Growing Australian agriculture through the Internet of Food
QUT welcomes the $210 million Food Agility CRC announced today by the Minister for Industry, Innovation and Science Senator Arthur Sinodinos.
QUT's Professor Bronwyn Harch who is executive director of QUT's Institute for Future Environments (IFE) has been appointed research director of the new CRC.
The bid consortium is led by the Knowledge Economy Institute at the University of Technology Sydney (UTS), together with QUT and Curtin University.
Professor Harch said the CRC for Food Agility would drive the digital transformation of the agri-food industry in Australia.
"We aim to help ensure the Australian food industry is poised to grow its brand, markets, jobs and exports as the world's population grows, becomes more affluent, and demand for high-quality food increases," Professor Harch said.
"With global population predicted to reach 9.6 billion by 2050, Australia, which already enjoys an international reputation for safety and quality, has an enormous opportunity as a producer of fresh and processed food.
"The Food Agility CRC will be working with those involved at every level of the agri-food industry to undertake research and work out how best to pursue this opportunity."
Professor Harch said in a world where everything was digitally connected, data was a critical asset and food was no different.
"The CRC will empower the Australian agri-food industry to grow through digital transformation," she said.
"We will create digital technologies and platforms that connect food producers, processors and retailers to each other and to the data they need to run their businesses more efficiently, profitably and sustainably."
Professor Harch said the key was to simplify the jobs of growers, processors and retailers.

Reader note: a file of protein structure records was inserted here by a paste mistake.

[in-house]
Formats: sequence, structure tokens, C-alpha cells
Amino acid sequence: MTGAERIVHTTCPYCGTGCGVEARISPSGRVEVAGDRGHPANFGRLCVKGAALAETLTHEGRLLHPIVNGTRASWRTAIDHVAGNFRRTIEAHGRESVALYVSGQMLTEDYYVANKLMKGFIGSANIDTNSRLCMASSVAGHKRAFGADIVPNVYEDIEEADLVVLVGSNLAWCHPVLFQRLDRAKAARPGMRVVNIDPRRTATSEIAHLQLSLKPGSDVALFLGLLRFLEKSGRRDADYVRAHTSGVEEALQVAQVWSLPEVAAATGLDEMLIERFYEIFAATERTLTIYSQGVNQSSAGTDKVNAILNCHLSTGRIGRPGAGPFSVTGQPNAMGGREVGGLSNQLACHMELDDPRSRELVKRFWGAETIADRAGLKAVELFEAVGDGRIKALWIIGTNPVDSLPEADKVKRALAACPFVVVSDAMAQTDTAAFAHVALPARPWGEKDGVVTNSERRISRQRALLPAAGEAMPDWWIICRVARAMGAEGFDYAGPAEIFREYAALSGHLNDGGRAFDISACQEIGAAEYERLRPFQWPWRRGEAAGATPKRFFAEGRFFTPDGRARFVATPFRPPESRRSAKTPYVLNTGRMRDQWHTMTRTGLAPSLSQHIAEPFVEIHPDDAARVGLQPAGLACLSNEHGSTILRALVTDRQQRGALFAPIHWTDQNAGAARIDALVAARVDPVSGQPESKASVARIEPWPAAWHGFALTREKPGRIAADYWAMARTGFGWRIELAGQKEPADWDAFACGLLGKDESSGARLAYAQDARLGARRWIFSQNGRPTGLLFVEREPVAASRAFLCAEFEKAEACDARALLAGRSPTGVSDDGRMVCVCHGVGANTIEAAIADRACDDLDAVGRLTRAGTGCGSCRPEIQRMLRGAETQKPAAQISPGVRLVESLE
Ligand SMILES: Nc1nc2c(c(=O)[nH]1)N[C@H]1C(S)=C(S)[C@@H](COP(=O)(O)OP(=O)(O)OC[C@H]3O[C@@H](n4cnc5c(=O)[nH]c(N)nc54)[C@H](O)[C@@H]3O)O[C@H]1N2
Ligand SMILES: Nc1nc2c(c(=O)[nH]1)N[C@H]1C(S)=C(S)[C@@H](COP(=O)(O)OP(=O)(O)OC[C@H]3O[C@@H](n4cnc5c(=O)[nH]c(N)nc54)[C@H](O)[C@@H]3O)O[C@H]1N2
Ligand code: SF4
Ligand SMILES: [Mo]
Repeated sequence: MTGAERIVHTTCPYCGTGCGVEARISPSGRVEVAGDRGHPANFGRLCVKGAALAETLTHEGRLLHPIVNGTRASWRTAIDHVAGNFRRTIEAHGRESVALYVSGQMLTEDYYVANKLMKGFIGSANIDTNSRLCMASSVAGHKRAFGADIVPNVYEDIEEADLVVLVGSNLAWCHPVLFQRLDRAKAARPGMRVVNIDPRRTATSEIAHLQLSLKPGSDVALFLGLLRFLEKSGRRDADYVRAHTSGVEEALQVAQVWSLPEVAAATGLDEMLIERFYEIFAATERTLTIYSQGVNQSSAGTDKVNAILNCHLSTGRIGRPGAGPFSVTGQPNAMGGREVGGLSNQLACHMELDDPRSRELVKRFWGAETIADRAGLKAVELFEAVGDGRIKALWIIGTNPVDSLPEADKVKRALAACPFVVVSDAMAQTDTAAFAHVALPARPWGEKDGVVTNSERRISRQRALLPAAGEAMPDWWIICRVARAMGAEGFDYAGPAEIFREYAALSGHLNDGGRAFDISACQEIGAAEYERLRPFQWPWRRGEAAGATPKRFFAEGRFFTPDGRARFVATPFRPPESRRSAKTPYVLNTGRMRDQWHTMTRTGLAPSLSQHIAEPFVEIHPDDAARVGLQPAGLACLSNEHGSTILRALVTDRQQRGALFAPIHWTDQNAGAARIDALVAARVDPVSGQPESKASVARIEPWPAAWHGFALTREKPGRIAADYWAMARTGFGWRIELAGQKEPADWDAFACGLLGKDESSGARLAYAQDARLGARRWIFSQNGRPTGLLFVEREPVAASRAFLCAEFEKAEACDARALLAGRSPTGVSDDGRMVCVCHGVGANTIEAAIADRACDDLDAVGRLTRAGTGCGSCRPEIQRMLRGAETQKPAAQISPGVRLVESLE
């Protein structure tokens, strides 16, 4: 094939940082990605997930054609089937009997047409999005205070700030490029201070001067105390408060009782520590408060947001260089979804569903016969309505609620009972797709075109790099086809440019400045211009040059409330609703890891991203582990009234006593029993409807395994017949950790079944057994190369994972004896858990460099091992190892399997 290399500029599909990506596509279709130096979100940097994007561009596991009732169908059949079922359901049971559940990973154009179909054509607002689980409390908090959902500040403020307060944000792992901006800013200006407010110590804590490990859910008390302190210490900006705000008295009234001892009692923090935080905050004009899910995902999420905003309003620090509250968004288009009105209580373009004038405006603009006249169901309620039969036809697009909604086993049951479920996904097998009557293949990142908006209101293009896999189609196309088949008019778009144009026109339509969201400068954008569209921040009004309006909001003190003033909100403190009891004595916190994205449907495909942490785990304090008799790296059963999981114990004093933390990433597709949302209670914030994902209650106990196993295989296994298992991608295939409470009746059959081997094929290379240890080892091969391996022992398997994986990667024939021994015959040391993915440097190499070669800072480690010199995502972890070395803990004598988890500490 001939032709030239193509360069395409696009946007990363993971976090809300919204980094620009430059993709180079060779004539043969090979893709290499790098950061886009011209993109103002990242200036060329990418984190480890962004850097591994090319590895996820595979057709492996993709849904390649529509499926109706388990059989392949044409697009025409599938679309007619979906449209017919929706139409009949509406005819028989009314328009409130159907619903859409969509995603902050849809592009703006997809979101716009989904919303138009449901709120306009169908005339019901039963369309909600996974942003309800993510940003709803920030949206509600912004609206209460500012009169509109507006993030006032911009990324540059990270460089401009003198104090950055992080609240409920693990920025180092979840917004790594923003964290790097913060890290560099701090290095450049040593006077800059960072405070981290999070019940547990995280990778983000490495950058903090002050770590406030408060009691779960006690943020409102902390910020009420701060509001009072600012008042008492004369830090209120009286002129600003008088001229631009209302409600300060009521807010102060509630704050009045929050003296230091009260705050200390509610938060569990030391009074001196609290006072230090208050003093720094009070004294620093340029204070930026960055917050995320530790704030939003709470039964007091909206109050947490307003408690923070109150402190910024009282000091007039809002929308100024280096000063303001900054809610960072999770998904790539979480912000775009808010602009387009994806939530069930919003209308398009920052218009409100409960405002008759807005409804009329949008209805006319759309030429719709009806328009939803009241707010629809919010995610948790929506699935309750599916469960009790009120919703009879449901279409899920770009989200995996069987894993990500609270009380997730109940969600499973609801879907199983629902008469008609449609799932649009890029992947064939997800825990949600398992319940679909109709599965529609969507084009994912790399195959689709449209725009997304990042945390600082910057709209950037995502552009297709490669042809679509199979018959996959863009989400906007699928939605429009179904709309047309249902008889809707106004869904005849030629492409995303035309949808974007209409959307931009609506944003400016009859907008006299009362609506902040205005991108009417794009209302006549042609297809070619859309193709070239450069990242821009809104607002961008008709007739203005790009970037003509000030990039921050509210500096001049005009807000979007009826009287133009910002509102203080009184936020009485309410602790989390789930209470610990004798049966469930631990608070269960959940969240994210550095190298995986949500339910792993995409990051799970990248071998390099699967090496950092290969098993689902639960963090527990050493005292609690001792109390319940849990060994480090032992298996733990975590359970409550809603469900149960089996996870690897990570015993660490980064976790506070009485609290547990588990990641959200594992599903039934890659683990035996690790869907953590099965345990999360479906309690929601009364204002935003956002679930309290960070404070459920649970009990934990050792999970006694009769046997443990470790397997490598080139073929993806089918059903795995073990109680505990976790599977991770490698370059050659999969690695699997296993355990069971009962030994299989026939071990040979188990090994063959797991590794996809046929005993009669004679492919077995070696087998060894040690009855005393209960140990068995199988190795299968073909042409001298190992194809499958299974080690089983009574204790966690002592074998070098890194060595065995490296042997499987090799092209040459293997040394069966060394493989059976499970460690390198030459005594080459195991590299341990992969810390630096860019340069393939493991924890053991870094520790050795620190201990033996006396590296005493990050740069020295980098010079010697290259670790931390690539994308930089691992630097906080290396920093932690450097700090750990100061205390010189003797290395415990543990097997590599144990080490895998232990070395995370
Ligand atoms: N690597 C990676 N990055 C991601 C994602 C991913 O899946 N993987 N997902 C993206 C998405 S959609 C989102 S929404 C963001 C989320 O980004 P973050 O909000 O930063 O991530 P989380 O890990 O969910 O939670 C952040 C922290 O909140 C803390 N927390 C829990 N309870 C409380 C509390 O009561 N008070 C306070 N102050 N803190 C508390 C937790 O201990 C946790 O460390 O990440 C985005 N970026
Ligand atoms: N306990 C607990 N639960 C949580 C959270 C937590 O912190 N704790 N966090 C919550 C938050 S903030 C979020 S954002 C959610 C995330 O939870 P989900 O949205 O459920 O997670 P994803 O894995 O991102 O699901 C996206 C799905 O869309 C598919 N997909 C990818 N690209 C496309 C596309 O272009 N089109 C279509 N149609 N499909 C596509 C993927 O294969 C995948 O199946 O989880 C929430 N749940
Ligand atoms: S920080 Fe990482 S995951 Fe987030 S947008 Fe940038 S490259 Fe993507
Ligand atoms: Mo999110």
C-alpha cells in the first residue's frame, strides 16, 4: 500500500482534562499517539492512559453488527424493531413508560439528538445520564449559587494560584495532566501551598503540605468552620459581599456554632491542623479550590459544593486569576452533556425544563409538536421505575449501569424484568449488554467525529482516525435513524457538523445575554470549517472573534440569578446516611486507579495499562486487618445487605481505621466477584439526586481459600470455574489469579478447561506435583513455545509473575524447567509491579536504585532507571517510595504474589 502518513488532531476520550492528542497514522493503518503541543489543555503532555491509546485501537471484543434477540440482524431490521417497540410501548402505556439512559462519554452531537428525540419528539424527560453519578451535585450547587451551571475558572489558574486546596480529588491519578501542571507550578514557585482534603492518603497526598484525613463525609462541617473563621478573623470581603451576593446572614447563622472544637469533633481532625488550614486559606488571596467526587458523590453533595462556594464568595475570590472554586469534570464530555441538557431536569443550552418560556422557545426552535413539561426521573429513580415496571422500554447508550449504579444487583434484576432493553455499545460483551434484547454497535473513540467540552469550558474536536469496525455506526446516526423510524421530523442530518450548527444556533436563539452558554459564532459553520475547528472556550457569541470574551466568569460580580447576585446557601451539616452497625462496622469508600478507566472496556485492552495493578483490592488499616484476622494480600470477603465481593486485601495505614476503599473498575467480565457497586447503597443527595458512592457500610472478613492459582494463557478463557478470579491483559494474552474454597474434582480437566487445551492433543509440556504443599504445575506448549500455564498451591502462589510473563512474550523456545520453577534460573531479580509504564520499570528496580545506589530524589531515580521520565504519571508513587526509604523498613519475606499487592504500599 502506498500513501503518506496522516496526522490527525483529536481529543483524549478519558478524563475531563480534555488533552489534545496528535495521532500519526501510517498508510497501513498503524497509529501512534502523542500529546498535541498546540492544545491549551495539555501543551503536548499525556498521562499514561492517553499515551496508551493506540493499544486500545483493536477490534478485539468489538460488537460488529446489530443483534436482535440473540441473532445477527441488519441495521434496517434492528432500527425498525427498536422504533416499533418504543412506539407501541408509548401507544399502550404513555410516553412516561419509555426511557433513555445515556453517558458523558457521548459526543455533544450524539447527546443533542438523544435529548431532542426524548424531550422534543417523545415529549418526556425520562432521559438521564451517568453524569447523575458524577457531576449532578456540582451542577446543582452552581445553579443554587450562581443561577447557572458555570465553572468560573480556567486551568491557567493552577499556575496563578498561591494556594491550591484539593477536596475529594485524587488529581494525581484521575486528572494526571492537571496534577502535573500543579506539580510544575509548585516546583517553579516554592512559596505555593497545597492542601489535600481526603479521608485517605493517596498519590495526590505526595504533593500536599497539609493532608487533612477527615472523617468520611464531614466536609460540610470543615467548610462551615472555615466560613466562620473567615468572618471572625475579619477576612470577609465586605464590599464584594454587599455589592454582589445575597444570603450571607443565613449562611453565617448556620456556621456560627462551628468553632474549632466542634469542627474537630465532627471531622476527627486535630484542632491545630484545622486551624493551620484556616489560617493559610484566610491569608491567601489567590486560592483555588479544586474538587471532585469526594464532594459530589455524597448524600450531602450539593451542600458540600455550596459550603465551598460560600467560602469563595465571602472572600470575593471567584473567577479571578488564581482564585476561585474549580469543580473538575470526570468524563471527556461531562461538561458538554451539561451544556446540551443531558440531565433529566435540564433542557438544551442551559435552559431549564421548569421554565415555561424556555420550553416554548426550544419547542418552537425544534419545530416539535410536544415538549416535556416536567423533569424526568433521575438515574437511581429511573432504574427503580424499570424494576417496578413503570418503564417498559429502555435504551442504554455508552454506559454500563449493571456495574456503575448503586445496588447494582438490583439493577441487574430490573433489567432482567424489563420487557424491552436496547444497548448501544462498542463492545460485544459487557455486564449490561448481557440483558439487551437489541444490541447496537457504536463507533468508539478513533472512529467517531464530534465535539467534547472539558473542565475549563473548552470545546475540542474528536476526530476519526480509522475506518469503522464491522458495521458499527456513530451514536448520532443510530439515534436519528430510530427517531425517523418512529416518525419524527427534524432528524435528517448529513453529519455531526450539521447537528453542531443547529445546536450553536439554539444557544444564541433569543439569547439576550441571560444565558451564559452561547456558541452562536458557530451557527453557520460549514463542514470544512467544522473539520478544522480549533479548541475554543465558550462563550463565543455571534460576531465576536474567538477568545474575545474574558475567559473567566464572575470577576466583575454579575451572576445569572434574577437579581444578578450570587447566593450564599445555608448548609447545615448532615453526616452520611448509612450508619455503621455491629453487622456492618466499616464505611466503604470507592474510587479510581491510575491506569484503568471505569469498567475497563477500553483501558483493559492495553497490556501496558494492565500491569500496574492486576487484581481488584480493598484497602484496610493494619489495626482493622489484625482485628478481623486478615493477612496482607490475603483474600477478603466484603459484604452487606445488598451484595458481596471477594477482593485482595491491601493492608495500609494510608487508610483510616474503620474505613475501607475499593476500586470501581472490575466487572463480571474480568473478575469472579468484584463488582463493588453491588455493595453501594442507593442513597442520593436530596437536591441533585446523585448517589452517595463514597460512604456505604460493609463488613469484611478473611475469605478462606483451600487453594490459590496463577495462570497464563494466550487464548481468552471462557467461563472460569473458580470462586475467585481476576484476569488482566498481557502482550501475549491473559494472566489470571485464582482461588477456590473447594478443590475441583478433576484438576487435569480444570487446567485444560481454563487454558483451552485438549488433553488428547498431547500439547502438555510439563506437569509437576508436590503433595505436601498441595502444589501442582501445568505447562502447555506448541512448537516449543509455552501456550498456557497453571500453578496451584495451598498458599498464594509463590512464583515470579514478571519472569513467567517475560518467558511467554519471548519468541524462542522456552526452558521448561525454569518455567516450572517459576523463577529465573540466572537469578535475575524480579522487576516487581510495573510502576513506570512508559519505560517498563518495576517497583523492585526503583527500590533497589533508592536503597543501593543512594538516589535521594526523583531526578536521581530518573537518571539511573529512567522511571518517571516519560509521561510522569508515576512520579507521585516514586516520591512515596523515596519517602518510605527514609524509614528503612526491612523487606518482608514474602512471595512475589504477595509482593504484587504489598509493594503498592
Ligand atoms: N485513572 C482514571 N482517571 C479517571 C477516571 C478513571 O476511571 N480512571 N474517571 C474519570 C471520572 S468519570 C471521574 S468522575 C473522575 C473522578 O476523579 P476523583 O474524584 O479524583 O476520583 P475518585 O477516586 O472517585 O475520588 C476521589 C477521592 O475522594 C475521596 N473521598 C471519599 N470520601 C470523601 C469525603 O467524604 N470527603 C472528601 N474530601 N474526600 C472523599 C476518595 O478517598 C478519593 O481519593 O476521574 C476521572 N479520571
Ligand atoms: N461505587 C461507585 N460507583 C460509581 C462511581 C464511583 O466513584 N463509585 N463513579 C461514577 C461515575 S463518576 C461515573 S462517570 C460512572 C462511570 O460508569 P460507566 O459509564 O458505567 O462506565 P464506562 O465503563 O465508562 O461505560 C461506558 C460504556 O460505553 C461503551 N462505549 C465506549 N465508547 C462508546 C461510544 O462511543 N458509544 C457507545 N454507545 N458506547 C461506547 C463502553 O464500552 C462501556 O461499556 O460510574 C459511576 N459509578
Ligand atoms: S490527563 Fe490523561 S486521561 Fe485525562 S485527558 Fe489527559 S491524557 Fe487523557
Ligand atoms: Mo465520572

"Put yourself in a farmer's shoes. They have to track and make sense of a massive range of agricultural, environmental and economic variables – soil conditions, weather and climate patterns, commodity prices, exchange rates, consumer preferences, and so on.
"They can tap into more data streams than they could 10 or 20 years ago, but the data are disconnected and inadequate. They need to make quick decisions but are suffering from information overload.
"Through the CRC we want to create simple, user-friendly tools that help businesses all along the food value chain to detect opportunities, assess risks and make sound decisions, from tools that assist in the sustainable and efficient use of soil through to the use of artificial intelligence in food provenance and supply chain tracing."
The CRC will have three research programs, Digital Agrifood Technologies, Agrifood Informatics and Sustainable Food Systems – in other words, hardware, software and humanware.
Professor Harch said as well as integrating sensing, communications and data analysis technologies, the CRC would investigate the governance and regulatory frameworks and workforce skills and education that support digital innovation.
QUT is one of the lead research partners in the CRC. Researchers from across science and engineering, business, creative industries and law – will participate in the CRC's projects.
The CRC has 54 partners from across the food value chain – including 15 technology providers, 11 food production companies, 7 service providers, 7 research providers, 6 regional development agencies, 5 government agencies and 3 industry networks.
The Federal Government's Cooperative Research Centres program will provide $50 million funding over ten years, complemented by $160 million from the CRC's 54 partners.